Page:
We declare our confidence, each week, that through the Bible “The Spirit is [speaking] to the Church”, and we sang as children that we can believe Jesus loves us because “the Bible tells me so.” So what do we do when what the Bible says seems to run counter to the loving, compassionate and just God in whom we place our faith?
We’ve talked about this before, but I think it may be time, again, to remind ourselves that there is more than one way to understand the nature of scripture, and then let’s take a look at what we have heard this morning.
Among many ways in which one can approach the Bible, at least two are relevant to our consideration today.
One approach maintains that the Bible is “Divinely Inspired”, assuming that God has directed what is written. This position maintains that what Bible tells us what God wants us to hear and know, and that, even though it may be hard, we need to accept the words of scripture as literal truth.
The other approach holds a more open-ended understanding of what we mean by “truth”. For this position, being “Divinely Inspired” assumes that the testimonies in scripture arise out of real human encounters with God that have changed human lives. From this perspective,
The Bible’s authors used words to help people – both themselves and others - make sense of their experiences of God:
They wrote to preserve truths they had discovered;
and they wrote to inspire faith in others coming after.
The Bible’s writings were shaped by the imagination of writers seeking to convey something essential and profound, but limited by of limitations of language.
God, in this way of thinking, was moving in lives of the writers, but not guiding their pens.
Jewish writer Judith Plaskow provides a metaphor I especially love. She cites the ancient Jewish understanding that God’s Word existed before creation – we might note that the Gospel of John opens with this same idea - and that this essential wisdom and essence is communicated in written sacred scripture. BUT, she says, written scripture is only “outer garment”, something visible, cloaking true Word of God that lies hidden within.*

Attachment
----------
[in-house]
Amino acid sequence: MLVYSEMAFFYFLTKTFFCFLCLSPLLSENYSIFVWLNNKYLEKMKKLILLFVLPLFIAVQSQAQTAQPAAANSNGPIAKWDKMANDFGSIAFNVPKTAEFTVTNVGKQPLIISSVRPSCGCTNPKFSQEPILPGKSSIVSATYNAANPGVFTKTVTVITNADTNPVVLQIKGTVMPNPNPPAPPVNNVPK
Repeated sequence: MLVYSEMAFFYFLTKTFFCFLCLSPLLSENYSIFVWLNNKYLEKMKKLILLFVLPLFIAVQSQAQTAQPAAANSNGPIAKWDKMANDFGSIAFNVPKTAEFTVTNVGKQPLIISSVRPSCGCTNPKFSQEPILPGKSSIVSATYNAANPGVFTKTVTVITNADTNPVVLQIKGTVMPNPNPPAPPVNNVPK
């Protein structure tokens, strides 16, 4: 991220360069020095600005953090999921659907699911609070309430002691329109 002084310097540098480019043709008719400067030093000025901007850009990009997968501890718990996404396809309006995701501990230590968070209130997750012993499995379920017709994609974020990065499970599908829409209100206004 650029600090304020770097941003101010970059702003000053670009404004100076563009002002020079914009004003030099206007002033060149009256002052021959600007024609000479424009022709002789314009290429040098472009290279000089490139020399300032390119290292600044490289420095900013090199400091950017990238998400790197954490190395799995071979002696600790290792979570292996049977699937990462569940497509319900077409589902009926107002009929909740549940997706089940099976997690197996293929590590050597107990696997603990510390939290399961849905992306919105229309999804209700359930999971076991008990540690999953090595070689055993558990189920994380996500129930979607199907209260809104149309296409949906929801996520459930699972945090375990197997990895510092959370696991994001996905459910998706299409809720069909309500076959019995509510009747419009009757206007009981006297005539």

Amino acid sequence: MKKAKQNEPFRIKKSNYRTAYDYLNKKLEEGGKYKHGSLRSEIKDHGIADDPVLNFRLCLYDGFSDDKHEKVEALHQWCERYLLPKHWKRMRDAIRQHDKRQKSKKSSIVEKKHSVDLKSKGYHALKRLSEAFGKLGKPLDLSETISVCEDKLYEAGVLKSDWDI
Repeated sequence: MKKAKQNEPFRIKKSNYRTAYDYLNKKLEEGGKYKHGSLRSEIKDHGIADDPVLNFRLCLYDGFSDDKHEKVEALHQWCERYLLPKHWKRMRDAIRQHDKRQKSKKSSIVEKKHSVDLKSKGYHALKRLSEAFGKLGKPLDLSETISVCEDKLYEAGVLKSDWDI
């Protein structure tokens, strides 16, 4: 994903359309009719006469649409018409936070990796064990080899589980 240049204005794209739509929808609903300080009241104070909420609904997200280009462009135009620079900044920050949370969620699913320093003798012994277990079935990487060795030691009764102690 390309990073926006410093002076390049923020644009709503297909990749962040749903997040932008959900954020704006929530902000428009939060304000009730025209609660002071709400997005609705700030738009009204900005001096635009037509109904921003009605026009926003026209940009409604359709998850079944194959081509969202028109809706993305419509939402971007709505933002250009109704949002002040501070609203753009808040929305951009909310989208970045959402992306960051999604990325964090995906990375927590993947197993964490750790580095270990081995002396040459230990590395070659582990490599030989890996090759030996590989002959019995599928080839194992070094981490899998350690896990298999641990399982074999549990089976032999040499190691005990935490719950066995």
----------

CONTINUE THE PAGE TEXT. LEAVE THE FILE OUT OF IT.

I’m sure it is obvious that my interest lies in finding the Bible’s truths that lie deep within and behind the human words on the page.
The first troubling passage this morning comes from the Book of Job. While I don’t think it’s actually the most important for our faith, I’ll confess that Job is the book of the Bible I love the most. But we have to dig a bit to get beyond the story we heard this morning.
The passage we heard today is the beginning and end of the book’s Prologue, and it is a terrible story. In the heavenly court, God boasts of the faithfulness and righteousness of Job. Satan, (which litrally means “the Accuser”) suggests that Job is faithful and righteous because God takes good care of him, and suggests that Job would not be so faithful otherwise. God rises to the challenge and enters into a wager. Satan can test Job’s faith by inflicting whatever misfortunes he chooses – and so the Accuser kills Job’s children, destroys his wealth, and finally assaults Jobs own health – but Job retains faith in God.
This story is the basis for the familiar reference to the “patience of Job”.
Job’s “patience” does not last beyond chapter 2, however.
The Book of Job takes on the very complex question of suffering, asking, “If God is just, why do the innocent suffer?”